• [0046]
    As can be seen from the description above of the operations illustrated in FIG. 4A, a healthcare worker cannot simply scan a baby's ID bracelet to begin the “document feeding” workflow. Instead, the healthcare worker has to navigate through multiple menu screens, before she is able to scan a medical object (baby ID).
  • [0047]
    Still referring to FIG. 4A, at operation 417, a server (not shown in FIG. 4A) verifies the baby ID received at the server. If the scanned baby ID is not valid, an error message is displayed to the healthcare worker. If the scanned baby ID is valid, the server sends a request to a medical device 102 to display “choose feeding type” menu screen in operation 419. In certain configurations, the healthcare worker is given at least three choices: formula feeding, breast feeding or container feeding.
  • [0048]
    Referring now to FIG. 4B, if the healthcare worker chooses the “formula feeding” option, then a “document formula feeding event” menu screen is displayed to the healthcare worker at operation 421. If the healthcare worker chooses the breast feeding option, then a “document breast feeding event” option is displayed to the healthcare worker at operation 423. If the healthcare worker chooses the container option, then a “feeding events list” option is displayed, at operation 425, to the healthcare worker.
  • [0049]
    Still referring to FIG. 4B, if “formula feeding” or “breast feeding” event is chosen at operations 421 or 423, the healthcare worker (e.g., a nurse) documents the feeding event in operation 429 by entering pertinent data into a medical device. At operation 433, the server communicates with database 106 and registers the feeding event. If “feeding events list” is chosen at operation 425, then a menu of possible events is displayed to the healthcare worker. At operation 427, the healthcare worker chooses an event from the displayed menu. In response to the selection, server 100 instructs, at operation 431, an interface 108 (not shown in FIG. 4B) to display a form for documenting container feeding. If the delay expected before the documentation is entered (e.g., waiting to finish a typical milk feeding), then the healthcare worker documents the feeding event (operation 435) and the server also causes a state of the container maintained by the server to change at operation 437. If the expected delay before the feeding can be documented has not elapsed, then server 100 causes a delay message to be displayed (operation 439) to the healthcare worker.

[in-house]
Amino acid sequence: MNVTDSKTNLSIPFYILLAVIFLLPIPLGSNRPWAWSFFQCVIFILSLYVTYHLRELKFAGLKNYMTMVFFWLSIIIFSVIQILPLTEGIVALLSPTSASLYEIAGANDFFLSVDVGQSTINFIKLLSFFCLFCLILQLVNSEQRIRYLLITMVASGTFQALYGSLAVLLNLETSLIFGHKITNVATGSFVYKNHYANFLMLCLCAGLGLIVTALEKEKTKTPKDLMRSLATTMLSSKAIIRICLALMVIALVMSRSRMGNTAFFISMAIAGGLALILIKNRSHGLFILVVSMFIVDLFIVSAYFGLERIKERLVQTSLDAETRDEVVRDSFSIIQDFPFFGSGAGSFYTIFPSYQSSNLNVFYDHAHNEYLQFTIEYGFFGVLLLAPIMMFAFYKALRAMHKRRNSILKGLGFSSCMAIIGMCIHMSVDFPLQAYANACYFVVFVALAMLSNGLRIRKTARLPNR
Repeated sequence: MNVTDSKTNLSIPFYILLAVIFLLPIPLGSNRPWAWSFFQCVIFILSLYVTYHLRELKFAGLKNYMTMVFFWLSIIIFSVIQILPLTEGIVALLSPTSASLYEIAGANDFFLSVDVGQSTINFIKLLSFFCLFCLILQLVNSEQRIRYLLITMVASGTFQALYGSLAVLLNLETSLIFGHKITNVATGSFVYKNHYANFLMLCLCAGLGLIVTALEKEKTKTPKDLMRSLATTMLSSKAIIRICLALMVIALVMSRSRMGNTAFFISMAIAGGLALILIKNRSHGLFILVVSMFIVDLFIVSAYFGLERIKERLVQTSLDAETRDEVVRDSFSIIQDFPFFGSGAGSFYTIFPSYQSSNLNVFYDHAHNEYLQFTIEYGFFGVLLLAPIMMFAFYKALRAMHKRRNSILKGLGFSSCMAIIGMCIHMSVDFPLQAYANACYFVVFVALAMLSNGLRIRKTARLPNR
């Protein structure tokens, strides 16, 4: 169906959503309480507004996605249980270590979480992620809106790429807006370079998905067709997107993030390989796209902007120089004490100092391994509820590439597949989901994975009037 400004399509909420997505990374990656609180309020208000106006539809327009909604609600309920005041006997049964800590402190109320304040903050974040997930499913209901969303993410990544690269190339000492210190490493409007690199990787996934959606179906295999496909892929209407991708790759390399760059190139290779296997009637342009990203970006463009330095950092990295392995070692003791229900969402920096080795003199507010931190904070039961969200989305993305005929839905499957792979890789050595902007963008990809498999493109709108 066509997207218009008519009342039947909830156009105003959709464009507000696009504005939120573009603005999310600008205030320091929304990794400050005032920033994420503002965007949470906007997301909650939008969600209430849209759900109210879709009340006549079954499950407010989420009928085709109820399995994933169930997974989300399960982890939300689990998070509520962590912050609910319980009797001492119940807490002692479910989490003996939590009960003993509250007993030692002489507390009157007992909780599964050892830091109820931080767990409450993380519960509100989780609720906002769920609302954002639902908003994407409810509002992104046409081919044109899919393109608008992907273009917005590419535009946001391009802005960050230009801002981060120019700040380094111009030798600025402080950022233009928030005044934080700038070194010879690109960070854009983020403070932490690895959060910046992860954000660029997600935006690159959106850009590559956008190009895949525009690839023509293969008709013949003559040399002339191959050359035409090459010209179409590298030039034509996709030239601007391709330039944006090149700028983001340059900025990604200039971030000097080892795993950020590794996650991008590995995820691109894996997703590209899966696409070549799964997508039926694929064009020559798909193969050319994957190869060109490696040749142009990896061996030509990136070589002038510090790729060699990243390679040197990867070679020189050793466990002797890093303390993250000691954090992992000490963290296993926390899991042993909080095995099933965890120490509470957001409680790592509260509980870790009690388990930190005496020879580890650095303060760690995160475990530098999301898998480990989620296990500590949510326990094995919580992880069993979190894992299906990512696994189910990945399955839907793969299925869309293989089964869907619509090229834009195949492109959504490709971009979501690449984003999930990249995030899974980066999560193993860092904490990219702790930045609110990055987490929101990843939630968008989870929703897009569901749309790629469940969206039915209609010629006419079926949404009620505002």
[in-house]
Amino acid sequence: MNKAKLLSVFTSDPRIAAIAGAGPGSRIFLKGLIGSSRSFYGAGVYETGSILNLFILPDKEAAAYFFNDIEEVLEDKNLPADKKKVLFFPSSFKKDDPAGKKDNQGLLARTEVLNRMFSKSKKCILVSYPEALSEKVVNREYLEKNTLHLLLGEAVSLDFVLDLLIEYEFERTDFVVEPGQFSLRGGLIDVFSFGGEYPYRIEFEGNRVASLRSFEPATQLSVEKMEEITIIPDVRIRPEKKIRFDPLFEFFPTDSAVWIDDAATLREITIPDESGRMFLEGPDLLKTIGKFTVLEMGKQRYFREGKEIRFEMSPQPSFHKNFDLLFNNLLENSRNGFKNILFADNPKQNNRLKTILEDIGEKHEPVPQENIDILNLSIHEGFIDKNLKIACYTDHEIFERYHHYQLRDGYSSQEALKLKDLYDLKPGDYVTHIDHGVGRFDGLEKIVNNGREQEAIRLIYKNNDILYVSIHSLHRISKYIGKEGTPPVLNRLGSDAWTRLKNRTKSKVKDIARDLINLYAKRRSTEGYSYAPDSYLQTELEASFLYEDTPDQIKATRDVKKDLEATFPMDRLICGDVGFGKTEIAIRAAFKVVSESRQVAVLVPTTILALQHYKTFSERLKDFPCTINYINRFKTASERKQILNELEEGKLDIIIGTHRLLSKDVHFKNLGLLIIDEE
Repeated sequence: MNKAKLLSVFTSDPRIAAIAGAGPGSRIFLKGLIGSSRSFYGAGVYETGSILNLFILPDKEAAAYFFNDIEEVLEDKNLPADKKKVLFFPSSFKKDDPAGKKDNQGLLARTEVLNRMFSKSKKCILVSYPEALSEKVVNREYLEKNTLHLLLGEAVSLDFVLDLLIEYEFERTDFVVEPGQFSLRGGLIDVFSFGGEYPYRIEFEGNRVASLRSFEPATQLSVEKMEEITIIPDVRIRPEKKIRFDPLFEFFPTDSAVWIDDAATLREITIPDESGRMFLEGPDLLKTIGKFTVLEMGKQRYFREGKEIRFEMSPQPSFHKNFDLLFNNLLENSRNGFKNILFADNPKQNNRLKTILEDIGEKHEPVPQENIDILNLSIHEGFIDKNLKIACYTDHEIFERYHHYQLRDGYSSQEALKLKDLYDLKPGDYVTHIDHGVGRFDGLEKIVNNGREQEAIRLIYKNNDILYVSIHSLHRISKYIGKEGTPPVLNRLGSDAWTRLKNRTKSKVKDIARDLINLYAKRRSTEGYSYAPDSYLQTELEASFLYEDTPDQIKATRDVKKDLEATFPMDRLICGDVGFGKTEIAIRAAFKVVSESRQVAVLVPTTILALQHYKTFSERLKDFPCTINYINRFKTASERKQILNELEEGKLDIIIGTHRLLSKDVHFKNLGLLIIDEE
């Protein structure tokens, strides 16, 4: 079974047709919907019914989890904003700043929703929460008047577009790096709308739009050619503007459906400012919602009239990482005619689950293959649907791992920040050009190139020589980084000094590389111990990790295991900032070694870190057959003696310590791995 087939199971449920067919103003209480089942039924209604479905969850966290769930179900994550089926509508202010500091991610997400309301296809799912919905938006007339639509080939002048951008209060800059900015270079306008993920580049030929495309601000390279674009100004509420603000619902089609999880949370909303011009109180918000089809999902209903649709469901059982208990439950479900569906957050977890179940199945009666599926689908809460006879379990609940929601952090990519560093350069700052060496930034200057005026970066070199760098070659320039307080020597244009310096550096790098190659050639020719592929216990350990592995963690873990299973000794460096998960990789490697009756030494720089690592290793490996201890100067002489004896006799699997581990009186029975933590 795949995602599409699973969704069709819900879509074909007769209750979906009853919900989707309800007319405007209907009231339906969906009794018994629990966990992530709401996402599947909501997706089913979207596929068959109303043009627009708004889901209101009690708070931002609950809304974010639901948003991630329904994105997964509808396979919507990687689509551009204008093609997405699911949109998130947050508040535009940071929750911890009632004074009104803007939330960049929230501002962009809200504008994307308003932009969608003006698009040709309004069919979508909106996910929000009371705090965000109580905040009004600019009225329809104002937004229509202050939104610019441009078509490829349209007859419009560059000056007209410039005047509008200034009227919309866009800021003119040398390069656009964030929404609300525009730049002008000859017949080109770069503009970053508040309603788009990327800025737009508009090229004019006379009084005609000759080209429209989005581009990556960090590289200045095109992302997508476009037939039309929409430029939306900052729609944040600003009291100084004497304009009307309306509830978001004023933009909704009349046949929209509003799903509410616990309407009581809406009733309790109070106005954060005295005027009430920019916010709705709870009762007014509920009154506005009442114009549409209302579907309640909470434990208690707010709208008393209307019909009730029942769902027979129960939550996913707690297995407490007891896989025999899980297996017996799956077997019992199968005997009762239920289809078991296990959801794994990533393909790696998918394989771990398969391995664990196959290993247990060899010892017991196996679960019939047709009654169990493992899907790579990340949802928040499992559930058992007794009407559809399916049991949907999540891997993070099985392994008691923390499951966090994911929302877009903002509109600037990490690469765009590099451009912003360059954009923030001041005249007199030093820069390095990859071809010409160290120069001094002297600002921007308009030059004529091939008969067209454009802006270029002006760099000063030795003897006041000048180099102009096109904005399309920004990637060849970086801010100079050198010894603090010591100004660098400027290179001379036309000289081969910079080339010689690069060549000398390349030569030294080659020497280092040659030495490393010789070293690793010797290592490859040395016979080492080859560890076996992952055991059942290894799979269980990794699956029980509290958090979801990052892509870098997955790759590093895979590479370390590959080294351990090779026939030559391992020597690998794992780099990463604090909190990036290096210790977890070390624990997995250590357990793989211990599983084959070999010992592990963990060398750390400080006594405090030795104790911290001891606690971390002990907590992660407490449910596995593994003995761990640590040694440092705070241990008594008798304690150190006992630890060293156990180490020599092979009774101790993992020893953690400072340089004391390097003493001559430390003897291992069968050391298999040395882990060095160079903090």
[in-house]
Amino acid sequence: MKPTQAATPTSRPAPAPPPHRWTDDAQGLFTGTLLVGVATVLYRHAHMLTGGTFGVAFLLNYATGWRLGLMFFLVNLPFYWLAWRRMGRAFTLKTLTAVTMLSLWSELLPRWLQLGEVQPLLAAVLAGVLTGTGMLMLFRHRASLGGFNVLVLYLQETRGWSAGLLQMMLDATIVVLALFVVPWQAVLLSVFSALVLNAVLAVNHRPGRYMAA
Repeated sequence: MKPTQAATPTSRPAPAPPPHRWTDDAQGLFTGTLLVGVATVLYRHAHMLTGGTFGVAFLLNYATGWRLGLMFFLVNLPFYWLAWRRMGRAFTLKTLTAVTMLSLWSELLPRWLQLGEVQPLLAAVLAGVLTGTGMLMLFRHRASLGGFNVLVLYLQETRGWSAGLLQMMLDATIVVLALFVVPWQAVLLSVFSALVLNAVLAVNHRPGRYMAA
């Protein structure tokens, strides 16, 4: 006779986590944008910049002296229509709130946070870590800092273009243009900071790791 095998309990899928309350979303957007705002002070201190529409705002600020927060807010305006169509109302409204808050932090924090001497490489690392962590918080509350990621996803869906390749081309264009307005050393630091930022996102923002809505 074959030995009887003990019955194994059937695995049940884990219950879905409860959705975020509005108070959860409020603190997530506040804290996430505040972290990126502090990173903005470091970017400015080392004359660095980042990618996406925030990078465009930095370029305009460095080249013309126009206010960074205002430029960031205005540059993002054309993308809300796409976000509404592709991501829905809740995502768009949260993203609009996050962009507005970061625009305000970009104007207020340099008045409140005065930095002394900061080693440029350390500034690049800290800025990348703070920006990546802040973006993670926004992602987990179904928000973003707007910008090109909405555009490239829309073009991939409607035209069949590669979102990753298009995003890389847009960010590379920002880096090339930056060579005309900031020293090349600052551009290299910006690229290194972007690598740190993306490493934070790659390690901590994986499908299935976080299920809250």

• [0050]
    FIG. 4C shows exemplary process 400 implemented using the scanner of the present disclosure to predict a healthcare worker's workflow based on identities of scanned medical items. At operation 402, a healthcare worker scans a medical object. For example, the scanned object may be a baby patient's wristband or a milk container. Upon receiving a message comprising medical information data related to the scanned medical object, server 100 verifies the received ID at operation 404. For example, if the scanned ID was for a baby patient, at operation 404, server 100 verifies that the baby patient is a currently admitted patient. If the scanned ID corresponds to a valid baby ID, at operation 406, server 100 sends a message to a medical device 102 to display a menu of baby-related actions to the healthcare worker. For example, one of the actions relates to documenting feeding of milk to the baby patient. The healthcare worker may want to document a milk feeding given to the baby patient in the hospital's medical records and may choose the “document feeding” option at operation 408.
  • [0051]
    In comparison to process 401 illustrated in FIG. 4A and FIG. 4B, a healthcare worker is able to communicate to server 100 the current task (document feeding) by first scanning a medical object ID. Therefore, process 400 avoids the need for a healthcare worker to navigate through a set of menus before she can communicate to server 100 that the current task (workflow) relates to document feeding of a baby patient.
  • [0052]
    Still referring to FIG. 4C, at operation 410, server 100 facilitates the display of a “choose feeding type” menu to the healthcare worker by sending a display request to a medical device 102. If the healthcare worker chooses the “breast feeding” menu (operation 412), server 100 communicates a request to medical device 102 to display a workflow menu predicted from “breast feeding a baby” actions. If the healthcare worker chooses “formula feeding” menu (operation 414), server 100 communicates a request to medical device 102 to display a workflow menu predicted from the selection of the “formula feeding” action and patient ID for a baby. Subsequent to either operation 412 or operation 414, the healthcare worker documents the feeding event operation 416.
  • [0053]